St Bartholomew's Church, Church Minshull

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St Bartholomew's Church, Church Minshull

St Bartholomew's Church, Church Minshull is in the village of Church Minshull, Cheshire, England. It has been designated by English Heritage as a Grade II* listed building. It is an active Anglican parish church in the diocese of Chester, the archdeaconry of Macclesfield and the deanery of Nantwich. Its benefice is combined with those of St Mary, Acton, St David, Wettenhall, and St Oswald, Worleston.


It is possible that a Saxon church was originally on the site. This was later replaced by a timber framed church which in 1572 contained at least 50 coats of arms of the local nobility, either depicted in the stained glass or painted on the walls. In 1667 a storm damaged the roof and the west wall. At the beginning of the following century the tower partially collapsed and it was rebuilt in 1702. The rest of the church was still in a dangerous condition and it was rebuilt in 1720. A clock was added to the tower in 1722. There were fires in the church in 1798 and 1804 which led to a restoration in 1861. Further fires occurred in 1874 and 1885. In 1891 there was another restoration of the church, by Walter Boden. The previous internal alterations had weakened the structure of the church and in 2000 it was declared to be unsafe. A major restoration of the roof took place in 2002. During 2007 the tower roof was restored and the parapet rebuilt.


The church is constructed of brick with stone dressings and a slate and lead roof. It is believed that the stone pillars inside the church are from the previous building. The exterior walls are of locally-made brick, and the quoins and finials were made of stone from a quarry at Manley near Macclesfield. The plan of the church consists of a three-bay nave with a choir. At the east end is a shallow apse. The tower, in neoclassical style, is at the west end. The date 1702 is picked out in glazed bricks on the tower. On its west face are two round headed windows, one above the other. On the south face is a clock which is balanced by stained glass bull's eye windows in the other faces. Above these are louvred two-light belfry windows. At the top of the tower is an ogee cornice and a parapet with ball-topped finials at the corners. Over the porch is a bull's eye window. The nave and chancel windows are round headed. Above these is a cornice and a solid red brick parapet, interrupted by ball-topped pilasters over each window. Externally on the east wall is a 17th-century marble armorial memorial.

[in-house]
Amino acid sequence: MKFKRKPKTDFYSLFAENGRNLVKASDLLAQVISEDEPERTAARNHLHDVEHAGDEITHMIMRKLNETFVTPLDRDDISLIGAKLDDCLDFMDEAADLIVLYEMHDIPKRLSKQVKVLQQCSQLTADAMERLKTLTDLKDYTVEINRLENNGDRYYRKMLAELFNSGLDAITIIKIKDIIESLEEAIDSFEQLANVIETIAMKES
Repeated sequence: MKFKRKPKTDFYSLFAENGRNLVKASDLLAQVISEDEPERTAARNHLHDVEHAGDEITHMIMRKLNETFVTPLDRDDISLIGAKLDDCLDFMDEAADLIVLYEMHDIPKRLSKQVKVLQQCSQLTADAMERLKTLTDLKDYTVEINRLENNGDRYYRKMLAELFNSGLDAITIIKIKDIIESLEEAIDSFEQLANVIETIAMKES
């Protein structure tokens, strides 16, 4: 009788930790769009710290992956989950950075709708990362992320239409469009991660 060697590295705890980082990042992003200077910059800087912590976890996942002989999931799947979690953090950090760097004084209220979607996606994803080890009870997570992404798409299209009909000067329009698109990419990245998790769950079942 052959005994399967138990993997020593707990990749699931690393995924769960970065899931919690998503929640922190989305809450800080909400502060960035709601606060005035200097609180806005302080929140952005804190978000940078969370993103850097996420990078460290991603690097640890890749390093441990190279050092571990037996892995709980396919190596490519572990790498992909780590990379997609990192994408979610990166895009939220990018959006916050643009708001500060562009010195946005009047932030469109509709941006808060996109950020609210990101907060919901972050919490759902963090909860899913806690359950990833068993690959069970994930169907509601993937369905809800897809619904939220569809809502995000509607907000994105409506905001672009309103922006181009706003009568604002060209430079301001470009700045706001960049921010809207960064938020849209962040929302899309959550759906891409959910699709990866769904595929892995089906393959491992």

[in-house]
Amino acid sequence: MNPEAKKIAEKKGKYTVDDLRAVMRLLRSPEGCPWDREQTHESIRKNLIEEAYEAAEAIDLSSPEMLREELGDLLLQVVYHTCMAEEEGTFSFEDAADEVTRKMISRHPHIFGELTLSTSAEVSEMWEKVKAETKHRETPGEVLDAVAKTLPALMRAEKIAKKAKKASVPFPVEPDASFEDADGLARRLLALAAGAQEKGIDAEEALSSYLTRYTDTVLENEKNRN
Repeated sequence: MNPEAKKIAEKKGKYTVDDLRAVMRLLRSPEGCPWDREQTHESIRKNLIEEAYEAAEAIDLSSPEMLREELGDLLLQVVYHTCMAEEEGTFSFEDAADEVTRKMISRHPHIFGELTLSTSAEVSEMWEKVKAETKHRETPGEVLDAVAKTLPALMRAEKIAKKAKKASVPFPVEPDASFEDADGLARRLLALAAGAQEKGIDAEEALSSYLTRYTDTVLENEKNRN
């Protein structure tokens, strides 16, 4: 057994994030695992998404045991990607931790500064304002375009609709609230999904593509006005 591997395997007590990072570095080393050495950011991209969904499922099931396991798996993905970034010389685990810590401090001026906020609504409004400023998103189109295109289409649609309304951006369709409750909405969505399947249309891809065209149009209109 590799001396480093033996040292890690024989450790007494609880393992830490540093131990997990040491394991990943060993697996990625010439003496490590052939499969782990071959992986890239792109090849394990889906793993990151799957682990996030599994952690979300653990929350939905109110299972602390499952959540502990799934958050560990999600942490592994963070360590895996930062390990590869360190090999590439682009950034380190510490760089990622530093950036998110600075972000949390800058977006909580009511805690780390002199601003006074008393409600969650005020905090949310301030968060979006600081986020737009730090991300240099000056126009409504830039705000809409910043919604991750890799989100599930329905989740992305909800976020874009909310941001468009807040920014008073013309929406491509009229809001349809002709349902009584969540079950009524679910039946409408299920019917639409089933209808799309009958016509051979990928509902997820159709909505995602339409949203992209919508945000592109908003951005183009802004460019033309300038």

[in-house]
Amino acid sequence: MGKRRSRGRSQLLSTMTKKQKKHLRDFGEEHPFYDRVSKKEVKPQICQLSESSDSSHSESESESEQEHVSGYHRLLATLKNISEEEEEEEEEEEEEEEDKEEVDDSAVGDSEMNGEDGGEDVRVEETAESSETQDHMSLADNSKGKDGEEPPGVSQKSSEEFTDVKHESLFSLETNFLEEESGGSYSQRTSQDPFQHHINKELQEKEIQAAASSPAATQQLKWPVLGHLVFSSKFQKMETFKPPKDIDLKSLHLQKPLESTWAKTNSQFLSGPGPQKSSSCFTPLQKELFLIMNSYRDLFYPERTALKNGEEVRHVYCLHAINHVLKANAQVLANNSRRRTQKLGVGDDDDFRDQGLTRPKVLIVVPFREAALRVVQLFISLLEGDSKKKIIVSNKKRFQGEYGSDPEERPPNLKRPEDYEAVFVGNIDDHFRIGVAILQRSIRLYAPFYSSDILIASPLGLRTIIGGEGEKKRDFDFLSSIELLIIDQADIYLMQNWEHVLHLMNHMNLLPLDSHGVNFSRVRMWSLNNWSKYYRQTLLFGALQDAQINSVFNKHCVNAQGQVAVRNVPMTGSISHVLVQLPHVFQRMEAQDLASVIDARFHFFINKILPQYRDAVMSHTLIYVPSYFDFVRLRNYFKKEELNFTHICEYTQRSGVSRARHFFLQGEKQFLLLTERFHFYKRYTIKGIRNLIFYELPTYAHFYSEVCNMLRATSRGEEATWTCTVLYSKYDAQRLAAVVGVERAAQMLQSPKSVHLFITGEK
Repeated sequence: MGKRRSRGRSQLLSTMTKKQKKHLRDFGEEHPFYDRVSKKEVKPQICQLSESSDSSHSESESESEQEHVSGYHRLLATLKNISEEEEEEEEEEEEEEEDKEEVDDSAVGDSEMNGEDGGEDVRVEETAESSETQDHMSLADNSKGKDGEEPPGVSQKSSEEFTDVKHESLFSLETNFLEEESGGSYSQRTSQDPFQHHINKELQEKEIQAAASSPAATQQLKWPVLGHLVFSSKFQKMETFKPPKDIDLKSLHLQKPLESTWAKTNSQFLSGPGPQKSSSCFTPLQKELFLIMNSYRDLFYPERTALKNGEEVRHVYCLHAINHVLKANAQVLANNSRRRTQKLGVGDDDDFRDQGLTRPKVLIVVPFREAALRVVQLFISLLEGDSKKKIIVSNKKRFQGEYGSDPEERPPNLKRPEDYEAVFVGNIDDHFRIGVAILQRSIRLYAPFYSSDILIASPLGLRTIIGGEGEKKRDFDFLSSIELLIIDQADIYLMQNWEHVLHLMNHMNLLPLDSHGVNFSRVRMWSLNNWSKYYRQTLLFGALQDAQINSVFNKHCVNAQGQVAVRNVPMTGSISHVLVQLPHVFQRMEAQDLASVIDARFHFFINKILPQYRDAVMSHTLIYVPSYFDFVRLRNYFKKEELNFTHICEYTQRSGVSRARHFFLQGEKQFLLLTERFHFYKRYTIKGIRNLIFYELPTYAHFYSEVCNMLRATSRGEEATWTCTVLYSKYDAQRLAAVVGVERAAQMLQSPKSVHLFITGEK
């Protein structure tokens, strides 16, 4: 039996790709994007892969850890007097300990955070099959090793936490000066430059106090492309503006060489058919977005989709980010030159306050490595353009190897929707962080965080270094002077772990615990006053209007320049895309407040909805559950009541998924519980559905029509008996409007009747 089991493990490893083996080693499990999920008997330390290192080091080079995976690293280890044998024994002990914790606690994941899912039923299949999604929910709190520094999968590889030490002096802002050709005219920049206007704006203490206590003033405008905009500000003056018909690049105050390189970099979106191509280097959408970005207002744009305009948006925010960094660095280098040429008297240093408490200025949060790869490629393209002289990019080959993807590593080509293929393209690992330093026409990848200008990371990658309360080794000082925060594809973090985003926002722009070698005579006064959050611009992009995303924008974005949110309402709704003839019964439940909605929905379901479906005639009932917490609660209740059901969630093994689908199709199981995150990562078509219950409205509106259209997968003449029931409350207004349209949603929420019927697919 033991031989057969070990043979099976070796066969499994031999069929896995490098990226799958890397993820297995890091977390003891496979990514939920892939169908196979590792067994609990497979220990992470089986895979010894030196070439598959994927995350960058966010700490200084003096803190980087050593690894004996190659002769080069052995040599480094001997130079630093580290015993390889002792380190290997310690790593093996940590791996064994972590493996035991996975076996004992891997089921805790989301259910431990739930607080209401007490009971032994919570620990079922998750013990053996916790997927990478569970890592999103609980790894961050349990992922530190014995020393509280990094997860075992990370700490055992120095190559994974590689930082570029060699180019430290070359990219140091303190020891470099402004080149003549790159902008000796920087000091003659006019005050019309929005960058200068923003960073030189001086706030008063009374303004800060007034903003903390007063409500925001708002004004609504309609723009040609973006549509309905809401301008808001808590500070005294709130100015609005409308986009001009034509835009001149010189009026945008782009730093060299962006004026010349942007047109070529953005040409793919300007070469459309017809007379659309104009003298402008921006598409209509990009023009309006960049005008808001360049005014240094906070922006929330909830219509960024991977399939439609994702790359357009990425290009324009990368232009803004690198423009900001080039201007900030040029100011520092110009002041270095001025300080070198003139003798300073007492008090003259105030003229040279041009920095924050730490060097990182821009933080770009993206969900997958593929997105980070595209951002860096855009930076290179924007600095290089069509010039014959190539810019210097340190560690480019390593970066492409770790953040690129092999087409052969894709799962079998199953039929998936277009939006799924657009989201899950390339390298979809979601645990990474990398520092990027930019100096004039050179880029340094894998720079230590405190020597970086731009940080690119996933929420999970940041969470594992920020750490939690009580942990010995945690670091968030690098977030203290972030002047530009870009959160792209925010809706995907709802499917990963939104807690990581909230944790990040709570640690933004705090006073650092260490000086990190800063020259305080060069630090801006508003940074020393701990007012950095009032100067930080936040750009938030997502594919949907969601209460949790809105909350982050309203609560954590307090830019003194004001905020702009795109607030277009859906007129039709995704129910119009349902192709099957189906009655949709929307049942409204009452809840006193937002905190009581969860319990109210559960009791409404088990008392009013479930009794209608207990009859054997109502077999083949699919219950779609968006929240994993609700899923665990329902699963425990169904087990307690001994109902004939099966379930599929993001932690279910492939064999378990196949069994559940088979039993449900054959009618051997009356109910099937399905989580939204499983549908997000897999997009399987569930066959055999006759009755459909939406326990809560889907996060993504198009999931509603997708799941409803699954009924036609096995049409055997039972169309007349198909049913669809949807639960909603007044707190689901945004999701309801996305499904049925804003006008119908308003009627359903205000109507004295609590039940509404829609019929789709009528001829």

In the church are memorials to the Brooke family; on the north wall is a panel containing the arms of the Cholmondeley family painted by one of the Randle Holme family; on the east wall of the north aisle is a tablet containing details of the members of the Cholmondeley family who were buried in a vault. At the foot of the tower is the vault of the Wade family from Wades Green. The font, dated 1717, is in classical style and painted white. It is by John Morfitt. In the apse on each side of the east window are panels containing the Ten Commandments and prayers. The communion plate includes a cup by J. Bingley of Chester dated 1704. The ring is of six bells. Four of these are by Rudhall of Gloucester, three being dated 1717 and the fourth 1768. The other two bells, dated 1982 and 1983, are by Petit & Fritsen. The parish registers date from 1561 and churchwardens' accounts from 1623.

External features

The gates and gate piers are listed Grade II. They consist of cast iron gates hung on sandstone piers.

Building Activity

  • Georgi Sokolov
    Georgi Sokolov activity.buildings_person.create
    about 6 years ago via